Lam Research Gives Up on KLA Purchase Amid U.S. Opposition

  • Transaction is latest to fail to pass regulatory scrutiny
  • Chip equipment industry sales concentrated in top five

Lam Research Corp. said it’s terminating a $10.6 billion bid to acquire fellow chip-equipment maker KLA-Tencor Corp. after U.S. regulators said the merger would harm competition.

“After careful review of recent antitrust agency feedback and evaluation of their options, both companies have decided it is not in the best interests of their respective stakeholders to continue pursue the merger,” Fremont, California-based Lam said Wednesday in a statement.

The two companies announced in August that they wouldn’t be able to meet their planned October closing date for the transaction after facing regulatory hurdles amid discussions with the U.S. Department of Justice and competition-related authorities in China, Korea and Japan. It’s the latest chip-equipment industry deal to founder on opposition from government agencies. Applied Materials Inc. was forced last year to withdraw its bid for Tokyo Electron Ltd. after objections from the Justice Department.

Equipment makers have argued they need to combine as the increasing technical difficultly of producing the components for phones and computers forces them to spend more on research and development. That argument hasn’t found favor with government agencies concerned that shrinking competition will inflate prices.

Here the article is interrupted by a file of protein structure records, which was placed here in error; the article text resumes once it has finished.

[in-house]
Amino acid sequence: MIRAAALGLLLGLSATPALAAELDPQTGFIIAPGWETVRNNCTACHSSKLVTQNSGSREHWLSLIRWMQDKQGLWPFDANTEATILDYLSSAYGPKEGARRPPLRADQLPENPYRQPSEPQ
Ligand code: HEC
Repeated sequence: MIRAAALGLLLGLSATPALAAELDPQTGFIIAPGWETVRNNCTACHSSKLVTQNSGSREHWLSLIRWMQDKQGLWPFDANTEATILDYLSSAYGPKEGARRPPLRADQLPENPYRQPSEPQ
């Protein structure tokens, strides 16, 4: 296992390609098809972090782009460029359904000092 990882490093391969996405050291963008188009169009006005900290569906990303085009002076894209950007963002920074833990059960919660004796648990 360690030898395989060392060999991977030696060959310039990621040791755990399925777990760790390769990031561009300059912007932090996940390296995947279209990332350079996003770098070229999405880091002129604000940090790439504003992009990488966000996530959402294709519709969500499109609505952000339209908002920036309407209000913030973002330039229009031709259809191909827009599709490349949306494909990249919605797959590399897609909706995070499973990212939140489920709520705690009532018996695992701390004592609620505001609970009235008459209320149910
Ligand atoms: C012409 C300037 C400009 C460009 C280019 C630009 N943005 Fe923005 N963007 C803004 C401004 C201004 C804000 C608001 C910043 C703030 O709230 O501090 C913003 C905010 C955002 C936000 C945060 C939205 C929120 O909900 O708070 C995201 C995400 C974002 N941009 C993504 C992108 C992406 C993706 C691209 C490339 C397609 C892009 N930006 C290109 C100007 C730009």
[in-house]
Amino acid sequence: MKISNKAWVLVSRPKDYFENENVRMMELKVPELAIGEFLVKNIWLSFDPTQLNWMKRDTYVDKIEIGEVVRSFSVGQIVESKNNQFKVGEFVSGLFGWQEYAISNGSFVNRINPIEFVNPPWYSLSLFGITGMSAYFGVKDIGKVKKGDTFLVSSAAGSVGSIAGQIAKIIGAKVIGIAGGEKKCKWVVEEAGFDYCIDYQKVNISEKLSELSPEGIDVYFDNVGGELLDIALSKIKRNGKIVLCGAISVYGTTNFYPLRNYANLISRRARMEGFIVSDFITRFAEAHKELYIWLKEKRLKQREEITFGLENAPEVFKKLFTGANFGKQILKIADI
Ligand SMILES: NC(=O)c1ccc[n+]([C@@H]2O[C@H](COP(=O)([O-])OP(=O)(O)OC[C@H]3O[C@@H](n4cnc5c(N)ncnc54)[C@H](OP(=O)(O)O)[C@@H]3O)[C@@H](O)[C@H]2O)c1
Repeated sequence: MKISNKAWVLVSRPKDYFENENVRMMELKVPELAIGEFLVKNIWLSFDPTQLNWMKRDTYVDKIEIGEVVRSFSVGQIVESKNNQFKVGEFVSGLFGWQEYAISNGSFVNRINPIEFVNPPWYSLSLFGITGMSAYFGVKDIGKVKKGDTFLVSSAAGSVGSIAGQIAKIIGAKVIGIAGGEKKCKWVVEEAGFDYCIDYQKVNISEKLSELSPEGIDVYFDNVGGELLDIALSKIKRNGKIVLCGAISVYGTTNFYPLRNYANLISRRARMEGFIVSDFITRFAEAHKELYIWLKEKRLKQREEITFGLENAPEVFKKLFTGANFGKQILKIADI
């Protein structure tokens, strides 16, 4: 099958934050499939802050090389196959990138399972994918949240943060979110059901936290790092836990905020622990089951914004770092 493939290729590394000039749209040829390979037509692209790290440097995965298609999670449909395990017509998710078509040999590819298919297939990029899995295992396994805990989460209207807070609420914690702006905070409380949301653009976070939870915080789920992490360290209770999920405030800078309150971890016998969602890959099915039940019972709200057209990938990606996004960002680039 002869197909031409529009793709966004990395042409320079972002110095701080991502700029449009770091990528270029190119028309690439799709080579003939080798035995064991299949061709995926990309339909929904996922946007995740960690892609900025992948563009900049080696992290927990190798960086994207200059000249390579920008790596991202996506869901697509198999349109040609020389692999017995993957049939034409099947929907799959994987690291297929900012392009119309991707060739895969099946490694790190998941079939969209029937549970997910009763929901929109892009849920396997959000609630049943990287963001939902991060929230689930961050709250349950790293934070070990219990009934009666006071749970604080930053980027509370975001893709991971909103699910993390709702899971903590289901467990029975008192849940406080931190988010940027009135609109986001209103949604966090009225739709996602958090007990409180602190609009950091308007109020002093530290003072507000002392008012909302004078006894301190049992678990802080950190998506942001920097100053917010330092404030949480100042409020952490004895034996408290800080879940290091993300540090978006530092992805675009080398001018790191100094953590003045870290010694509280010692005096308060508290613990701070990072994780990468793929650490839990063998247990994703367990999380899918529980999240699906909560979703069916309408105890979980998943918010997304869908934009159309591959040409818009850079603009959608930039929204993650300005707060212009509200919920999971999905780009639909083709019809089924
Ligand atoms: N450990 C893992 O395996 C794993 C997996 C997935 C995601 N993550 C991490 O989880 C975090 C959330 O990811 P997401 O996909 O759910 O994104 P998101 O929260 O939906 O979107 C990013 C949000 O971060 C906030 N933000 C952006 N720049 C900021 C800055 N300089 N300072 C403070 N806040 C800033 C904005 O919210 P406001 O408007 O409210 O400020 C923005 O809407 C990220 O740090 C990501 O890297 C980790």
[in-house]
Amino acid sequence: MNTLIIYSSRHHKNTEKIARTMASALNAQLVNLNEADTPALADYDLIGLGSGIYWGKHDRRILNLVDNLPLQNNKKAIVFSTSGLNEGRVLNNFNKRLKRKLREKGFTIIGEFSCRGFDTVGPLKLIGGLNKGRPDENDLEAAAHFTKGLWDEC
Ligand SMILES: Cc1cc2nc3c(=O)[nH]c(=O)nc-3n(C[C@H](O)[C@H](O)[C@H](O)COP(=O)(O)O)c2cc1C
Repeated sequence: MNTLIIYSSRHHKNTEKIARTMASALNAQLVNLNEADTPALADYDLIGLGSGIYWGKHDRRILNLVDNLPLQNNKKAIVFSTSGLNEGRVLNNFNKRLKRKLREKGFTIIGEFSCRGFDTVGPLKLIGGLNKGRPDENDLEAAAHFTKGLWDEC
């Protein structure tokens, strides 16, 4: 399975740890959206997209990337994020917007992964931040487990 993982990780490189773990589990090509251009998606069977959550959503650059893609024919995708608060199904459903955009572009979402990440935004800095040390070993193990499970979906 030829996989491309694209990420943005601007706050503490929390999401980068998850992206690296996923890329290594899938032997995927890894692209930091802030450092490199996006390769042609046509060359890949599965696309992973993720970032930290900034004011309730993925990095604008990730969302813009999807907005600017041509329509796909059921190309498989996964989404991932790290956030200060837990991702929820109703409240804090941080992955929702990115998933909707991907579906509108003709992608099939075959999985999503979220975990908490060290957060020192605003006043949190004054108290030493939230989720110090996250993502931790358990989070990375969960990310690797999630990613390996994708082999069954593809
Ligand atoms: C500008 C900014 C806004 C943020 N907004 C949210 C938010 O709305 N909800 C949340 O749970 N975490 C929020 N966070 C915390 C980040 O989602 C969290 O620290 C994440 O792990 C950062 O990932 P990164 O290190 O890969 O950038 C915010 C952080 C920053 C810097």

Competition Concern

Lam’s machines perform functions in the initial stages of making semiconductors, while KLA equipment monitors that steps in manufacturing are completed properly. Their largest customers include South Korea’s Samsung Electronics Co. and the U.S.’s Intel Corp.

The Justice Department said it was concerned the combination would give Lam the option to slow its competitors’ ability to make their products work with equipment made by KLA.

“Innovation in the semiconductor industry is critically important to the American economy, and the proposed transaction presented concerns about the ability of the merged firm to foreclose competitors’ development of leading edge fabrication tools and process technology on a timely basis,” said Acting Assistant Attorney General Renata Hesse of the Justice Department’s Antitrust Division.

Shares of Milpitas, California-based KLA-Tencor fell as much as 5.8 percent in extended trading following the announcement. Lam stock slid 2.6 percent.

While makers of semiconductors have merged at a record pace over the last two years, they still outnumber their even more highly concentrated equipment suppliers. Last year, the top five suppliers of manufacturing machinery accounted for 70 percent of industrywide sales. Lam was the third-largest and KLA held the No. 5 spot, according to data compiled by Bloomberg.

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